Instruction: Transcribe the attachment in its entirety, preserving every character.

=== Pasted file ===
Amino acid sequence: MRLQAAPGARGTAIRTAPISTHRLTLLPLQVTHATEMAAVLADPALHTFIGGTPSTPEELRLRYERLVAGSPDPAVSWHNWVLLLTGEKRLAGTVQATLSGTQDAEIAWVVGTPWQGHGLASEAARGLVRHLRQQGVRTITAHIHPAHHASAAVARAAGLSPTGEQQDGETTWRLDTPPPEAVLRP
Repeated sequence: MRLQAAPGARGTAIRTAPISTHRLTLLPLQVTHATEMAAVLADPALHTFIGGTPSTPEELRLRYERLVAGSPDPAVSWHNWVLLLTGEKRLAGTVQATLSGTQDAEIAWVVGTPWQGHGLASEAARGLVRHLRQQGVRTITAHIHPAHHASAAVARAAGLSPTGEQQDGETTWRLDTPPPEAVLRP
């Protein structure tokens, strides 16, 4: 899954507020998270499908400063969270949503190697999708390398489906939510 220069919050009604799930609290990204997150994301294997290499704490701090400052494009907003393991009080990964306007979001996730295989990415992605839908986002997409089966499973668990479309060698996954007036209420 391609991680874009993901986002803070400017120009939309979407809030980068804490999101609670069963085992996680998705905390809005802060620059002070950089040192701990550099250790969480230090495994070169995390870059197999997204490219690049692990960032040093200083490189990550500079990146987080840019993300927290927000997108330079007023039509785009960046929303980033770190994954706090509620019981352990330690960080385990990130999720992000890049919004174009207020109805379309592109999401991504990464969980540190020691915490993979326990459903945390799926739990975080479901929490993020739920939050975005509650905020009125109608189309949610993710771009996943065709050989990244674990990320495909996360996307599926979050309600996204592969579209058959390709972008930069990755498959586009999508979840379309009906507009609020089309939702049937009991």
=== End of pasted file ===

Amino acid sequence: MRLQAAPGARGTAIRTAPISTHRLTLLPLQVTHATEMAAVLADPALHTFIGGTPSTPEELRLRYERLVAGSPDPAVSWHNWVLLLTGEKRLAGTVQATLSGTQDAEIAWVVGTPWQGHGLASEAARGLVRHLRQQGVRTITAHIHPAHHASAAVARAAGLSPTGEQQDGETTWRLDTPPPEAVLRP
Repeated sequence: MRLQAAPGARGTAIRTAPISTHRLTLLPLQVTHATEMAAVLADPALHTFIGGTPSTPEELRLRYERLVAGSPDPAVSWHNWVLLLTGEKRLAGTVQATLSGTQDAEIAWVVGTPWQGHGLASEAARGLVRHLRQQGVRTITAHIHPAHHASAAVARAAGLSPTGEQQDGETTWRLDTPPPEAVLRP
């Protein structure tokens, strides 16, 4: 899954507020998270499908400063969270949503190697999708390398489906939510 220069919050009604799930609290990204997150994301294997290499704490701090400052494009907003393991009080990964306007979001996730295989990415992605839908986002997409089966499973668990479309060698996954007036209420 391609991680874009993901986002803070400017120009939309979407809030980068804490999101609670069963085992996680998705905390809005802060620059002070950089040192701990550099250790969480230090495994070169995390870059197999997204490219690049692990960032040093200083490189990550500079990146987080840019993300927290927000997108330079007023039509785009960046929303980033770190994954706090509620019981352990330690960080385990990130999720992000890049919004174009207020109805379309592109999401991504990464969980540190020691915490993979326990459903945390799926739990975080479901929490993020739920939050975005509650905020009125109608189309949610993710771009996943065709050989990244674990990320495909996360996307599926979050309600996204592969579209058959390709972008930069990755498959586009999508979840379309009906507009609020089309939702049937009991």